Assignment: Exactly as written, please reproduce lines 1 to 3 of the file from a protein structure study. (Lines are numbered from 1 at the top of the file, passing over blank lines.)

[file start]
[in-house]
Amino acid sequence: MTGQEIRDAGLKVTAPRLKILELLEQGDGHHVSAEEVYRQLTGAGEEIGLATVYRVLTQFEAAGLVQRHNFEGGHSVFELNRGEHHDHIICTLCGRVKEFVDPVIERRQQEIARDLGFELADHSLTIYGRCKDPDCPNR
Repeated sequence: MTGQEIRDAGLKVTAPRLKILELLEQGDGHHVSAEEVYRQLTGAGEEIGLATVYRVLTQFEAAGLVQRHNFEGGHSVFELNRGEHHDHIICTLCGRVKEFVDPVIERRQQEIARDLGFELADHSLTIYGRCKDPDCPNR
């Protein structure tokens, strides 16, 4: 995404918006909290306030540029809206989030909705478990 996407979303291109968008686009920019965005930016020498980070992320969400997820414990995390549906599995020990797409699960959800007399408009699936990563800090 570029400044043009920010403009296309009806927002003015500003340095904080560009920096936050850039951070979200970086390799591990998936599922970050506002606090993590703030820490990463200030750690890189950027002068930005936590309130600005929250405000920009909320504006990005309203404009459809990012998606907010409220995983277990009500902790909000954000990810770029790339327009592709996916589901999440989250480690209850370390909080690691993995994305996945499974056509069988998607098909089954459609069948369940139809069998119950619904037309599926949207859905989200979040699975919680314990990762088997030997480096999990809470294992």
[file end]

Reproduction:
[in-house]
Amino acid sequence: MTGQEIRDAGLKVTAPRLKILELLEQGDGHHVSAEEVYRQLTGAGEEIGLATVYRVLTQFEAAGLVQRHNFEGGHSVFELNRGEHHDHIICTLCGRVKEFVDPVIERRQQEIARDLGFELADHSLTIYGRCKDPDCPNR
Repeated sequence: MTGQEIRDAGLKVTAPRLKILELLEQGDGHHVSAEEVYRQLTGAGEEIGLATVYRVLTQFEAAGLVQRHNFEGGHSVFELNRGEHHDHIICTLCGRVKEFVDPVIERRQQEIARDLGFELADHSLTIYGRCKDPDCPNR